Dec. 21, 2016
The restaurant industry worldwide was stable for Q3 2016 and, in fact, performed better than the previous quarter despite numerous events around the globe that some feared would impact business, according to a news release from the monitoring organization, The NPD Group.
Despite economic problems, like a potential Canadian recession, continuation of Brazil's two-year-old recession and worries over the impact of the UK's Brexit vote across Europe, European foodservice traffic was at least flat and sales were up.
Meanwhile, Australia — which has enjoyed nearly a generation of economic growth — outperformed all other global foodservice markets in terms of traffic growth, while improving economic trends in Japan contributed to that country's reported increase in foodservice traffic. Even Canada — which had the largest gross domestic product decline since early 2009 — managed to report a modest gain in traffic in the third quarter over last year.
Other slowed economies globally did not fare as well in Q3, according to NPD, like in Brazil, where restaurant visits took their sharpest decline of all NPD-monitored countries. That nation's GDP dropped 4 percent in the quarter, while restaurant visits there plummeted 7 percent. Russian traffic dropped 3 percent, while China’s traffic dipped by 1 percent, the release said.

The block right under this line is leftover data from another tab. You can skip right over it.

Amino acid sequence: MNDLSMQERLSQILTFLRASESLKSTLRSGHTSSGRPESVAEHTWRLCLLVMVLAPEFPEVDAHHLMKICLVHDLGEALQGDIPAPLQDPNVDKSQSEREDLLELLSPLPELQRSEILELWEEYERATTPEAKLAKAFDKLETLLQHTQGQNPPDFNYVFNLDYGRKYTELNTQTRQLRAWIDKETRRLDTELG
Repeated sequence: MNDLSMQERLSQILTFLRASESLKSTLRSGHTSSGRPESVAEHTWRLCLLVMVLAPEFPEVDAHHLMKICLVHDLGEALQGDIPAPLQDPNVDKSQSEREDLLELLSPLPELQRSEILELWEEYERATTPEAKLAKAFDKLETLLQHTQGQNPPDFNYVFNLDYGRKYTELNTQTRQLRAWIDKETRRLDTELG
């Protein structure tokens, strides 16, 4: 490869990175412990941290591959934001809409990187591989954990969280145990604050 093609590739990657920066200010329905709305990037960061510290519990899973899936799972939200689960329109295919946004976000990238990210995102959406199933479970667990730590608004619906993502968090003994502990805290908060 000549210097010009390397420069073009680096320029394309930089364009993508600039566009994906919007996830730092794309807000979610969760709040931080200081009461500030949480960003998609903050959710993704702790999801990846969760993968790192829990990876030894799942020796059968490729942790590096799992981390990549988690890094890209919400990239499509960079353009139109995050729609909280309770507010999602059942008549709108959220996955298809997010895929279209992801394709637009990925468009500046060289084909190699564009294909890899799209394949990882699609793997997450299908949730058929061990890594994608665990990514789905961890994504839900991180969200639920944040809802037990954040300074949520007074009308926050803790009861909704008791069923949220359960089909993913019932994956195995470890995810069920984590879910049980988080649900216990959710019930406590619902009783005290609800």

QSR driving European traffic
Quick-service restaurants again drove the European foodservice market growth in Q3, while market strength was more widespread in Australia, Germany and Spain. In North America, markets were held down by the two main restaurant segments, quick- and full-service restaurants, while Japan’s huge retail foodservice segment helped keep its market afloat.
"Despite economic and social turmoil, things were a little better for the global foodservice market in the third quarter of this year," Bob O’Brien, senior vice president, global food service at The NPD Group, said in a news release. "It really comes down to the fact that the foodservice marketplace around the world continues to meet its consumers’ needs, whether it be convenience, the social experience, or simply to eat."